SC Lawyer, March 2008, #5. The Case for Law Firm Mentoring Programs.

Author:By John E. Montgomery
 
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South Carolina Lawyer

2008.

SC Lawyer, March 2008, #5.

The Case for Law Firm Mentoring Programs

South Carolina LawyerMarch 2008The Case for Law Firm Mentoring ProgramsBy John E. MontgomeryInterest in formal mentoring programs for new lawyers is increasing and with good reason. Mentoring is a cost effective technique for addressing some of the profession's most difficult challenges such as high associate attrition, improving professionalism and making associates more productive.

The Supreme Court of South Carolina in September 2006 ordered formal mentoring for a portion of new South Carolina Bar admittees. See order Re: South Carolina Lawyer Pilot Mentoring Program, 2006-09-14-01, (S.C.Sup.Ct. Sep. 14, 2006) available at www.sccourts.org/whatsnew/displaywhatsnew.cfm?indexID=349

. This pilot program, recommended by the Chief Justice's Commission on the Profession, is focused primarily on professionalism, ethics and law practice management, and will be evaluated this year. Our program is just one example of growing interest in formal mentoring. Georgia and Ohio earlier required mentoring for new lawyers. See STATE BAR OF GA., COMM. ON STANDARDS OF THE PROFESSION, Implementation Plan for a Mandatory Transition into Law Practice Program (Aug. 19, 2004) available at www.gabar.org/public/pdf/tilpp/7-F.pdf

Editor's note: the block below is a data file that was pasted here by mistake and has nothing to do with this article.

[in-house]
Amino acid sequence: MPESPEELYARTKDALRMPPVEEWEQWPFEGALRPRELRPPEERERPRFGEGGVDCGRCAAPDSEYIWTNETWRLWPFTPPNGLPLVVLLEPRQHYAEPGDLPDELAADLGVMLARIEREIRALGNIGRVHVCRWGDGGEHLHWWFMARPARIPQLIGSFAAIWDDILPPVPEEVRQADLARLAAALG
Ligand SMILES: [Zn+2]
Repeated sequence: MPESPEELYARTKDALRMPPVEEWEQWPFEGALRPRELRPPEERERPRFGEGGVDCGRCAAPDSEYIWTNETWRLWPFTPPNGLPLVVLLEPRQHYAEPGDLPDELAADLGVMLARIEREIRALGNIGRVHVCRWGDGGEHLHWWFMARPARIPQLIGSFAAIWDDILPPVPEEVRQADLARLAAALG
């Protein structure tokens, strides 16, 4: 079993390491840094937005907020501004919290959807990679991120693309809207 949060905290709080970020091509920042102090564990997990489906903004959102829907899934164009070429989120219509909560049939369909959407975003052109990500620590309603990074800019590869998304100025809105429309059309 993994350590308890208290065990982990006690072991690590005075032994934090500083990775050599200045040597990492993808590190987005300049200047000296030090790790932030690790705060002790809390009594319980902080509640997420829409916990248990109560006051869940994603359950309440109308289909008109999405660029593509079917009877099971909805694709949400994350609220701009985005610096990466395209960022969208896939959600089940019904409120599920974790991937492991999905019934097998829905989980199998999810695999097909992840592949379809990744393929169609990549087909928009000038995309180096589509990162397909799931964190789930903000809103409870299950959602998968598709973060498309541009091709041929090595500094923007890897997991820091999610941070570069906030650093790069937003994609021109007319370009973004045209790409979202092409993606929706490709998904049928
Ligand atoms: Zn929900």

; Supreme Court of Ohio, Lawyer to Lawyer Mentoring Program, available at www.sconet.state.oh.us/mentoring/default

. Some state bars are exploring voluntary programs, and many law firms have also initiated mentoring for new associates. The program at Vinson and Elkins, the Texas-based national firm, is a good example of many comprehensive programs now in operation. The firm highlights mentoring on its Web site and in recruiting materials. See Vinson & Elkins, New Lawyer Mentoring Program Handbook,

www.vinson-elkins.com/pdf/mktg/newlawyermentoringhandbook.pdf

.

What is mentoring, and what problems can it address? Mentoring is premised on a simple concept: senior professionals pass on their "practical wisdom" to the newly hired to smooth the transition into a new working environment. Its goal is to increase effectiveness and productivity as soon as possible. Mentoring is hardly new. The 19th century apprenticeship system of reading law in the office of an experienced practitioner was essentially a mentoring process.

Formal mentoring is widely and successfully used in business and higher education. Best...

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